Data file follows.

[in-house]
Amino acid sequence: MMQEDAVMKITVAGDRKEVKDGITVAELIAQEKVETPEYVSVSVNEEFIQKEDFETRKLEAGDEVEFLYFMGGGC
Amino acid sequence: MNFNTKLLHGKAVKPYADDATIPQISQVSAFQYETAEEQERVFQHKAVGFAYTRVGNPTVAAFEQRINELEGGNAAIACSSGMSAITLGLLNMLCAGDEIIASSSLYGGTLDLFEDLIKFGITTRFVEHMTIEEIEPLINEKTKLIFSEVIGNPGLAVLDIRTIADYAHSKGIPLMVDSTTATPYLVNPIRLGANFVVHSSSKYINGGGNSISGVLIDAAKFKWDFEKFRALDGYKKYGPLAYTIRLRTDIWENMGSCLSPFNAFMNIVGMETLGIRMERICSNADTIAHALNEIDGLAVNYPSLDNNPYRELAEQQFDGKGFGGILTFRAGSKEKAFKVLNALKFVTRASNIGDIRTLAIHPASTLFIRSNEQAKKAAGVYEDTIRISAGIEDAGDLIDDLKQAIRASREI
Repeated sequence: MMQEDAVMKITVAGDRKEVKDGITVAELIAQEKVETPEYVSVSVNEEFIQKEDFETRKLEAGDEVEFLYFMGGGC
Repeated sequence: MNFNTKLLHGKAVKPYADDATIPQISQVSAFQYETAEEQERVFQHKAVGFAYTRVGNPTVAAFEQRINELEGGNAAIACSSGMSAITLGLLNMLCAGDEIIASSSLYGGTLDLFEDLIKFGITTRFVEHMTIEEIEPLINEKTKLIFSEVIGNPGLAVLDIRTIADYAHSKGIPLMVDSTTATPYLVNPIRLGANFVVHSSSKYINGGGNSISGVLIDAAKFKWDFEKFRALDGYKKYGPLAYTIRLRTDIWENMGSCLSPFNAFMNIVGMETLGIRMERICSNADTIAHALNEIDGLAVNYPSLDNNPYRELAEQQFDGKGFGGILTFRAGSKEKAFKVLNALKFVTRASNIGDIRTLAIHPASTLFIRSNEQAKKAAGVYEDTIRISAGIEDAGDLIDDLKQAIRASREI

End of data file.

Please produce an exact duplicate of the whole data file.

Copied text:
[in-house]
Amino acid sequence: MMQEDAVMKITVAGDRKEVKDGITVAELIAQEKVETPEYVSVSVNEEFIQKEDFETRKLEAGDEVEFLYFMGGGC
Amino acid sequence: MNFNTKLLHGKAVKPYADDATIPQISQVSAFQYETAEEQERVFQHKAVGFAYTRVGNPTVAAFEQRINELEGGNAAIACSSGMSAITLGLLNMLCAGDEIIASSSLYGGTLDLFEDLIKFGITTRFVEHMTIEEIEPLINEKTKLIFSEVIGNPGLAVLDIRTIADYAHSKGIPLMVDSTTATPYLVNPIRLGANFVVHSSSKYINGGGNSISGVLIDAAKFKWDFEKFRALDGYKKYGPLAYTIRLRTDIWENMGSCLSPFNAFMNIVGMETLGIRMERICSNADTIAHALNEIDGLAVNYPSLDNNPYRELAEQQFDGKGFGGILTFRAGSKEKAFKVLNALKFVTRASNIGDIRTLAIHPASTLFIRSNEQAKKAAGVYEDTIRISAGIEDAGDLIDDLKQAIRASREI
Repeated sequence: MMQEDAVMKITVAGDRKEVKDGITVAELIAQEKVETPEYVSVSVNEEFIQKEDFETRKLEAGDEVEFLYFMGGGC
Repeated sequence: MNFNTKLLHGKAVKPYADDATIPQISQVSAFQYETAEEQERVFQHKAVGFAYTRVGNPTVAAFEQRINELEGGNAAIACSSGMSAITLGLLNMLCAGDEIIASSSLYGGTLDLFEDLIKFGITTRFVEHMTIEEIEPLINEKTKLIFSEVIGNPGLAVLDIRTIADYAHSKGIPLMVDSTTATPYLVNPIRLGANFVVHSSSKYINGGGNSISGVLIDAAKFKWDFEKFRALDGYKKYGPLAYTIRLRTDIWENMGSCLSPFNAFMNIVGMETLGIRMERICSNADTIAHALNEIDGLAVNYPSLDNNPYRELAEQQFDGKGFGGILTFRAGSKEKAFKVLNALKFVTRASNIGDIRTLAIHPASTLFIRSNEQAKKAAGVYEDTIRISAGIEDAGDLIDDLKQAIRASREI